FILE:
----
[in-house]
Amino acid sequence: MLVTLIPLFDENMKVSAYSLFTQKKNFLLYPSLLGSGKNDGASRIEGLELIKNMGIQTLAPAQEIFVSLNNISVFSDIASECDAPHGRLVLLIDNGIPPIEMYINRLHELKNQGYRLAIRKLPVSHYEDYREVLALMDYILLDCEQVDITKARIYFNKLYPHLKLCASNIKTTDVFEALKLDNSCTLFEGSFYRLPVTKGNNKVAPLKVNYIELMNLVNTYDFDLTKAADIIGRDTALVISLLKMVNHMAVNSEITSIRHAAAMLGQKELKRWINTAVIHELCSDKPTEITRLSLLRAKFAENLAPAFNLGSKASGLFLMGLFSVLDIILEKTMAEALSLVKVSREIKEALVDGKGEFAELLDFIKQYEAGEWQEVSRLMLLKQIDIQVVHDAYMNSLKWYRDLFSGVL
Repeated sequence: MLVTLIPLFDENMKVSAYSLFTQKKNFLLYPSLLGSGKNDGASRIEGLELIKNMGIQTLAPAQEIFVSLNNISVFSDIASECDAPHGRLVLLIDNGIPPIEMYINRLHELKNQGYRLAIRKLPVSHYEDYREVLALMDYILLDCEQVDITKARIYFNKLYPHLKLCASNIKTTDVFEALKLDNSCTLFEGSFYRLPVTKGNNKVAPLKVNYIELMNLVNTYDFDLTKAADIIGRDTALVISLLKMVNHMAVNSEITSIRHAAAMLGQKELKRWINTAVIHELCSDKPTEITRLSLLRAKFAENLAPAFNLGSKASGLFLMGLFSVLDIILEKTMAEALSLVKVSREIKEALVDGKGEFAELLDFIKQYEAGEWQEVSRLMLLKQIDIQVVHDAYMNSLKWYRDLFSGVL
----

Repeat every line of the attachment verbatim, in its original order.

[in-house]
Amino acid sequence: MLVTLIPLFDENMKVSAYSLFTQKKNFLLYPSLLGSGKNDGASRIEGLELIKNMGIQTLAPAQEIFVSLNNISVFSDIASECDAPHGRLVLLIDNGIPPIEMYINRLHELKNQGYRLAIRKLPVSHYEDYREVLALMDYILLDCEQVDITKARIYFNKLYPHLKLCASNIKTTDVFEALKLDNSCTLFEGSFYRLPVTKGNNKVAPLKVNYIELMNLVNTYDFDLTKAADIIGRDTALVISLLKMVNHMAVNSEITSIRHAAAMLGQKELKRWINTAVIHELCSDKPTEITRLSLLRAKFAENLAPAFNLGSKASGLFLMGLFSVLDIILEKTMAEALSLVKVSREIKEALVDGKGEFAELLDFIKQYEAGEWQEVSRLMLLKQIDIQVVHDAYMNSLKWYRDLFSGVL
Repeated sequence: MLVTLIPLFDENMKVSAYSLFTQKKNFLLYPSLLGSGKNDGASRIEGLELIKNMGIQTLAPAQEIFVSLNNISVFSDIASECDAPHGRLVLLIDNGIPPIEMYINRLHELKNQGYRLAIRKLPVSHYEDYREVLALMDYILLDCEQVDITKARIYFNKLYPHLKLCASNIKTTDVFEALKLDNSCTLFEGSFYRLPVTKGNNKVAPLKVNYIELMNLVNTYDFDLTKAADIIGRDTALVISLLKMVNHMAVNSEITSIRHAAAMLGQKELKRWINTAVIHELCSDKPTEITRLSLLRAKFAENLAPAFNLGSKASGLFLMGLFSVLDIILEKTMAEALSLVKVSREIKEALVDGKGEFAELLDFIKQYEAGEWQEVSRLMLLKQIDIQVVHDAYMNSLKWYRDLFSGVL